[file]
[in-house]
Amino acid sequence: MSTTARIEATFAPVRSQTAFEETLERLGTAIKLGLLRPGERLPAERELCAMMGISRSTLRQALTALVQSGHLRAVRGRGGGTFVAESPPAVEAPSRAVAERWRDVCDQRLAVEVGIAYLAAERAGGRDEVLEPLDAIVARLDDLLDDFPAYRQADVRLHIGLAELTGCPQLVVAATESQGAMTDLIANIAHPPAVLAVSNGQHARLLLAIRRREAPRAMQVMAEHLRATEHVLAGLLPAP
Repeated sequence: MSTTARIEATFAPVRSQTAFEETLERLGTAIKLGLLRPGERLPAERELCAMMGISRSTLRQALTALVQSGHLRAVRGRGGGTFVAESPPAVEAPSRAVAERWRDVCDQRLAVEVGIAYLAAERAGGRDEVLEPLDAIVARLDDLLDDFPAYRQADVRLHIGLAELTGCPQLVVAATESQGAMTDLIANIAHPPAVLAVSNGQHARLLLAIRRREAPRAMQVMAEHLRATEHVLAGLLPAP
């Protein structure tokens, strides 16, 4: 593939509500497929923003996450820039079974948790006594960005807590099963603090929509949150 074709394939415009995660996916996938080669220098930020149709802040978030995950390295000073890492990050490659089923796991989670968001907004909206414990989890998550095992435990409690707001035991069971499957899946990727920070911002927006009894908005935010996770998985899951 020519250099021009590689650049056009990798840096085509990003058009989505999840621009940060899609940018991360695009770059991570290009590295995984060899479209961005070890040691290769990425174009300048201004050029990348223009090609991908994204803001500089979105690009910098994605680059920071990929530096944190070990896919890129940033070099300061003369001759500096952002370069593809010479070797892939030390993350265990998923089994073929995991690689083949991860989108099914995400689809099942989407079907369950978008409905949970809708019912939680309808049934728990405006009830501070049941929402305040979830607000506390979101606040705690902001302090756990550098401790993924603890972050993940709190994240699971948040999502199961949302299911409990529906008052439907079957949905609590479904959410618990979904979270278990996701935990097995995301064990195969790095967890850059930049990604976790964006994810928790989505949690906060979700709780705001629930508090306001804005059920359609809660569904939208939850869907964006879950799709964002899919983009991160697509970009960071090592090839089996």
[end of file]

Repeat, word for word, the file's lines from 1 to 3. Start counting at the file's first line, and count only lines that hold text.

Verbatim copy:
[in-house]
Amino acid sequence: MSTTARIEATFAPVRSQTAFEETLERLGTAIKLGLLRPGERLPAERELCAMMGISRSTLRQALTALVQSGHLRAVRGRGGGTFVAESPPAVEAPSRAVAERWRDVCDQRLAVEVGIAYLAAERAGGRDEVLEPLDAIVARLDDLLDDFPAYRQADVRLHIGLAELTGCPQLVVAATESQGAMTDLIANIAHPPAVLAVSNGQHARLLLAIRRREAPRAMQVMAEHLRATEHVLAGLLPAP
Repeated sequence: MSTTARIEATFAPVRSQTAFEETLERLGTAIKLGLLRPGERLPAERELCAMMGISRSTLRQALTALVQSGHLRAVRGRGGGTFVAESPPAVEAPSRAVAERWRDVCDQRLAVEVGIAYLAAERAGGRDEVLEPLDAIVARLDDLLDDFPAYRQADVRLHIGLAELTGCPQLVVAATESQGAMTDLIANIAHPPAVLAVSNGQHARLLLAIRRREAPRAMQVMAEHLRATEHVLAGLLPAP